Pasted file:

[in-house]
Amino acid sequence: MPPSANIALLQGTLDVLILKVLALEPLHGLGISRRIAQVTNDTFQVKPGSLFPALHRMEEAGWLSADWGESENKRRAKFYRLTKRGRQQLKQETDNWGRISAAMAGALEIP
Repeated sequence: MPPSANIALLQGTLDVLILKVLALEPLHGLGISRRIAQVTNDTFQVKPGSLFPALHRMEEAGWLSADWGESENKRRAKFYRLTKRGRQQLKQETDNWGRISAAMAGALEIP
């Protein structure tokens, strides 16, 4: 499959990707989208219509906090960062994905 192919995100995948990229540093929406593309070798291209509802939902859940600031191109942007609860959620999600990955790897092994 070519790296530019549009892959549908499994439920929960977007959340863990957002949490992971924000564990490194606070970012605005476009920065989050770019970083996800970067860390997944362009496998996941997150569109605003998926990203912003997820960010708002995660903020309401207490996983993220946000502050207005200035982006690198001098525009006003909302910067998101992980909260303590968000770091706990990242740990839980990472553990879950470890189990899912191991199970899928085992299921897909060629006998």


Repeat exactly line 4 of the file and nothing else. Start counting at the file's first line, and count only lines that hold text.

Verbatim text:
């Protein structure tokens, strides 16, 4: 499959990707989208219509906090960062994905 192919995100995948990229540093929406593309070798291209509802939902859940600031191109942007609860959620999600990955790897092994 070519790296530019549009892959549908499994439920929960977007959340863990957002949490992971924000564990490194606070970012605005476009920065989050770019970083996800970067860390997944362009496998996941997150569109605003998926990203912003997820960010708002995660903020309401207490996983993220946000502050207005200035982006690198001098525009006003909302910067998101992980909260303590968000770091706990990242740990839980990472553990879950470890189990899912191991199970899928085992299921897909060629006998």